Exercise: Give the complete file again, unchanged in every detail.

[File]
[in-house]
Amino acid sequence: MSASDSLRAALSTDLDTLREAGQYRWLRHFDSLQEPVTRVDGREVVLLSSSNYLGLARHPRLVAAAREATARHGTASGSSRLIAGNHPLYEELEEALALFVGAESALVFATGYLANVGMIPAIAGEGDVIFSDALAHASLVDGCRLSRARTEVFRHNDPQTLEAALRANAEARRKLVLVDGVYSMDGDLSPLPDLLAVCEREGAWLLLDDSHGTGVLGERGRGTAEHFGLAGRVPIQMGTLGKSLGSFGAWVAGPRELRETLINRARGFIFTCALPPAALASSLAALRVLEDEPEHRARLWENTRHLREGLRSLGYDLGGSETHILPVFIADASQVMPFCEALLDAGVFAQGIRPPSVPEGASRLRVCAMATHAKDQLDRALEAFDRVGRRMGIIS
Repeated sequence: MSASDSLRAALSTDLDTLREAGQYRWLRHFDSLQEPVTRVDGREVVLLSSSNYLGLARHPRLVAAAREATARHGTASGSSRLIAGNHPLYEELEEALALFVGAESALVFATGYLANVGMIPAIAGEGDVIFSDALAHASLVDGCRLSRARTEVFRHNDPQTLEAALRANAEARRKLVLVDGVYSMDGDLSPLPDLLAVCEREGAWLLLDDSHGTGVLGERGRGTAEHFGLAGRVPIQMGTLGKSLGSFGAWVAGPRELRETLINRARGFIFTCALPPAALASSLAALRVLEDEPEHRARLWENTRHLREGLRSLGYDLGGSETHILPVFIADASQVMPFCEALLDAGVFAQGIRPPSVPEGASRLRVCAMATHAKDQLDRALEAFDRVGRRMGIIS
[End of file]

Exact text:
[in-house]
Amino acid sequence: MSASDSLRAALSTDLDTLREAGQYRWLRHFDSLQEPVTRVDGREVVLLSSSNYLGLARHPRLVAAAREATARHGTASGSSRLIAGNHPLYEELEEALALFVGAESALVFATGYLANVGMIPAIAGEGDVIFSDALAHASLVDGCRLSRARTEVFRHNDPQTLEAALRANAEARRKLVLVDGVYSMDGDLSPLPDLLAVCEREGAWLLLDDSHGTGVLGERGRGTAEHFGLAGRVPIQMGTLGKSLGSFGAWVAGPRELRETLINRARGFIFTCALPPAALASSLAALRVLEDEPEHRARLWENTRHLREGLRSLGYDLGGSETHILPVFIADASQVMPFCEALLDAGVFAQGIRPPSVPEGASRLRVCAMATHAKDQLDRALEAFDRVGRRMGIIS
Repeated sequence: MSASDSLRAALSTDLDTLREAGQYRWLRHFDSLQEPVTRVDGREVVLLSSSNYLGLARHPRLVAAAREATARHGTASGSSRLIAGNHPLYEELEEALALFVGAESALVFATGYLANVGMIPAIAGEGDVIFSDALAHASLVDGCRLSRARTEVFRHNDPQTLEAALRANAEARRKLVLVDGVYSMDGDLSPLPDLLAVCEREGAWLLLDDSHGTGVLGERGRGTAEHFGLAGRVPIQMGTLGKSLGSFGAWVAGPRELRETLINRARGFIFTCALPPAALASSLAALRVLEDEPEHRARLWENTRHLREGLRSLGYDLGGSETHILPVFIADASQVMPFCEALLDAGVFAQGIRPPSVPEGASRLRVCAMATHAKDQLDRALEAFDRVGRRMGIIS